Morality ultimately requires the divine, for without the divine all morality is subjective. The logic of morality by definition lends itself toward infinite regression: every moral statement is subject to the question “Who says so?” or “Why is that right?” Many believe that some things are right because they are self-evident; however, what makes these things self-evident? They may be self-evident to some people, but they are not self-evident to all people nor have they been self-evident for all time. I recently heard a secularist define morality as, “Don’t harm others. Do good to others.” This popular concept of morality is far too subjective to be applied universally, for what one person defines as doing good another defines as doing harm. At some point morality must hinge upon the divine to determine truth.
Morality is based upon truth. Moral laws are right or wrong based upon truth or non-truth, not based upon the degree to which they help or hurt others. For example, we might argue that it is immoral to harbor hatred toward another person even though the harboring of hatred is neither harmful nor helpful to the hated person. Hatred is intrinsically immoral because God says it is, independent of one’s actions toward the hated person. Morality cannot be based upon the degree to which it harms or hurts another because many laws of morality have no direct impact upon others. Morality must be based upon transcendent moral law.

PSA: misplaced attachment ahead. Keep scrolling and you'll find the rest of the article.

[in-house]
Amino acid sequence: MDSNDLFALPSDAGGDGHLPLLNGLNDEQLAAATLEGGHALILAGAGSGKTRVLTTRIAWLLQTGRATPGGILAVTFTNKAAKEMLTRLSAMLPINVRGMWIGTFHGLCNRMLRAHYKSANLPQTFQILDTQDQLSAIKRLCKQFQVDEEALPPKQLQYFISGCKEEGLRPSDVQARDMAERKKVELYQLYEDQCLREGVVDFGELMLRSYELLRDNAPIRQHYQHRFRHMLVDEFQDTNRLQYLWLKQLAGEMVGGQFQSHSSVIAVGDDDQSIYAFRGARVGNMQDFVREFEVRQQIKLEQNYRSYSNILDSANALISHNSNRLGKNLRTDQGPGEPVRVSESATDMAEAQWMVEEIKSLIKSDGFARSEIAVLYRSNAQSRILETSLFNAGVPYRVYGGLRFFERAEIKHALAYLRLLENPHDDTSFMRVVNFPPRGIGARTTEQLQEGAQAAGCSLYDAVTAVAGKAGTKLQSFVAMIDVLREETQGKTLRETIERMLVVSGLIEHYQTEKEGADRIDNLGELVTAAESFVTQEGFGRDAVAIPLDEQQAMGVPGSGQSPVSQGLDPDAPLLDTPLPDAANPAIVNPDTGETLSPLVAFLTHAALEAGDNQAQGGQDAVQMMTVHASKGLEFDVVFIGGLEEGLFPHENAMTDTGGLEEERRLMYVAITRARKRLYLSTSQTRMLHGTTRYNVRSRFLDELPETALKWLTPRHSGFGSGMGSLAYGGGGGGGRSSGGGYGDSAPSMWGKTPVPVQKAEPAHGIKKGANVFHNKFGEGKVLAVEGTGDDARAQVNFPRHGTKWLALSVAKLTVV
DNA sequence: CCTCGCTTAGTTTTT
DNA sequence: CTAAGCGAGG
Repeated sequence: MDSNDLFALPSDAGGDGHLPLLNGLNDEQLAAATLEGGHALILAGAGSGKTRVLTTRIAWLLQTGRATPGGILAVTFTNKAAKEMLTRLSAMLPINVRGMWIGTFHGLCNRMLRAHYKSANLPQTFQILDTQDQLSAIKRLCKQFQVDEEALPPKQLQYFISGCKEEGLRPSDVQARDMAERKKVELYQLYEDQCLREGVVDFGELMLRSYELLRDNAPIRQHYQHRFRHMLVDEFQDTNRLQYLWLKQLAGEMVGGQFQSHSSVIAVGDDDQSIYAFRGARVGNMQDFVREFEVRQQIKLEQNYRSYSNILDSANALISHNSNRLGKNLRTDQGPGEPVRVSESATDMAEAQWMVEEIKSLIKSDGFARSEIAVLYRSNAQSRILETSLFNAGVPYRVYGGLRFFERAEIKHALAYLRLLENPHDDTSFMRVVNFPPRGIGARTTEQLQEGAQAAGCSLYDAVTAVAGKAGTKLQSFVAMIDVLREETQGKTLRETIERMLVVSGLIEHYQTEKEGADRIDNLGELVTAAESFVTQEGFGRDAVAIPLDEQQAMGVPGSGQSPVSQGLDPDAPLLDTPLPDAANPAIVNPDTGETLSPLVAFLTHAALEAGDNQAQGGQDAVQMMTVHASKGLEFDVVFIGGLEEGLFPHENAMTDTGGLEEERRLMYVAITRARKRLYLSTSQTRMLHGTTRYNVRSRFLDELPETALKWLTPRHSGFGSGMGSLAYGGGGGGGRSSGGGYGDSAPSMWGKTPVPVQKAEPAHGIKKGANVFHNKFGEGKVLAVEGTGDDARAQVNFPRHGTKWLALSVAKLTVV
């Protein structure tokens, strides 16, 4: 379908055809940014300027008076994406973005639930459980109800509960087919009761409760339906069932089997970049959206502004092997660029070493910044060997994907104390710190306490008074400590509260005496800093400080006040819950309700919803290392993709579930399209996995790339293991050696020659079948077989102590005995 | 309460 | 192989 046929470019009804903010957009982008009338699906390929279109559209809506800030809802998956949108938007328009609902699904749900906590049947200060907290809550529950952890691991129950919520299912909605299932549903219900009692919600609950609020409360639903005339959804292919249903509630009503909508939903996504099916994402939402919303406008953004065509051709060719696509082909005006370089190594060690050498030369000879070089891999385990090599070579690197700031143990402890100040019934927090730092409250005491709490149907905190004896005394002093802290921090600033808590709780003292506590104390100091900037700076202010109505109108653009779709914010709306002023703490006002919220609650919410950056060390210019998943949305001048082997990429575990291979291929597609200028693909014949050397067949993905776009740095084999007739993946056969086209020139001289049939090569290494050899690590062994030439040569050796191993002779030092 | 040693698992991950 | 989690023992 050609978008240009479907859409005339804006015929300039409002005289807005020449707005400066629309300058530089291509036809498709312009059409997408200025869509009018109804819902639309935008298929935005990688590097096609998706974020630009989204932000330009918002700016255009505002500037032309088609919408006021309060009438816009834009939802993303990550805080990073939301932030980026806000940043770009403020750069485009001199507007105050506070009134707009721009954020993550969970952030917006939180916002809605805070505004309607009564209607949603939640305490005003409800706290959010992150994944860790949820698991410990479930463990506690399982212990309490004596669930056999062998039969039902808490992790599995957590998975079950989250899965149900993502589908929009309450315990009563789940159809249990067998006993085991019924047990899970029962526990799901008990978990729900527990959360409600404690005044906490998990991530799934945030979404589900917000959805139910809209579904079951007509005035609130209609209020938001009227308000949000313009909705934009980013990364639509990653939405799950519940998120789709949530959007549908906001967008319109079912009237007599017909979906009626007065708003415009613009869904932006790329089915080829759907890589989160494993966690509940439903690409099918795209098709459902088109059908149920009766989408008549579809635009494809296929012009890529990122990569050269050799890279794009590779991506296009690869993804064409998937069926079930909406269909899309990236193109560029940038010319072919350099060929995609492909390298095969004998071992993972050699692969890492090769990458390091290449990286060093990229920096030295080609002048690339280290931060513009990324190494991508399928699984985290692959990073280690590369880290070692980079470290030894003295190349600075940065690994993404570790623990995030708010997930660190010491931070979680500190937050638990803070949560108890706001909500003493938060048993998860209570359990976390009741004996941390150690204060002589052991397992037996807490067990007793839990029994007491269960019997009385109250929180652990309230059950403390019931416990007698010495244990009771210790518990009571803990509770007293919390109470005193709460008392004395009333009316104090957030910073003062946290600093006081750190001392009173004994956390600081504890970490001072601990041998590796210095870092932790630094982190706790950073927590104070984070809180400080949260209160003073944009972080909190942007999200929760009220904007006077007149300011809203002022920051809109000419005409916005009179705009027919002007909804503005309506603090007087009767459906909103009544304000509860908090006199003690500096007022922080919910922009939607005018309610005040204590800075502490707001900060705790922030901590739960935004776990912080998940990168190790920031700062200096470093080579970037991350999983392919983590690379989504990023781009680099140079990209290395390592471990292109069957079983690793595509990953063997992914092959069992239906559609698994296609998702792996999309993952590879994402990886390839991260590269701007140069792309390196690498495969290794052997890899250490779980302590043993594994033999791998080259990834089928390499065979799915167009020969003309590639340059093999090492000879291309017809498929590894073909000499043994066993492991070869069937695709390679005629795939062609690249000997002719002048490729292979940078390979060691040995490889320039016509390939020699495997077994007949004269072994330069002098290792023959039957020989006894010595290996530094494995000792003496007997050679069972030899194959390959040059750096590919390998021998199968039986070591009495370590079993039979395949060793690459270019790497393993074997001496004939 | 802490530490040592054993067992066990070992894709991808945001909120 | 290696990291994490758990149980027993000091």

I base all moral teachings in my ministry upon the divine. If I cannot tie a moral law to Yahweh then I don’t believe I can make the declaration. After all, morality is not subjective and cannot be based upon what a pastor says. If morality cannot be determined biblically then we should call them principles rather than morality. I certainly may be incorrect in my understanding of the Bible and the application of morality, but at the very least I am obligated to demonstrate how my moral teachings are divinely mandated.